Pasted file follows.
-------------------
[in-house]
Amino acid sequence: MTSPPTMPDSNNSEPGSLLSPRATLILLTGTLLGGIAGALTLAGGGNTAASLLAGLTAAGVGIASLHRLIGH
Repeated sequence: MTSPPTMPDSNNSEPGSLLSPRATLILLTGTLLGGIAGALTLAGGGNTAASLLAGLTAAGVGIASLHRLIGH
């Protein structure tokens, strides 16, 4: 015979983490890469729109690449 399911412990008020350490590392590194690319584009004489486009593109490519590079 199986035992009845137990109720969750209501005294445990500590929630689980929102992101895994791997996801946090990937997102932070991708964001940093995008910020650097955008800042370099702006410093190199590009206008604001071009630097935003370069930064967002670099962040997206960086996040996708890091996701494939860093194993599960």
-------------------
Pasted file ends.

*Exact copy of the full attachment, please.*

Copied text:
[in-house]
Amino acid sequence: MTSPPTMPDSNNSEPGSLLSPRATLILLTGTLLGGIAGALTLAGGGNTAASLLAGLTAAGVGIASLHRLIGH
Repeated sequence: MTSPPTMPDSNNSEPGSLLSPRATLILLTGTLLGGIAGALTLAGGGNTAASLLAGLTAAGVGIASLHRLIGH
């Protein structure tokens, strides 16, 4: 015979983490890469729109690449 399911412990008020350490590392590194690319584009004489486009593109490519590079 199986035992009845137990109720969750209501005294445990500590929630689980929102992101895994791997996801946090990937997102932070991708964001940093995008910020650097955008800042370099702006410093190199590009206008604001071009630097935003370069930064967002670099962040997206960086996040996708890091996701494939860093194993599960």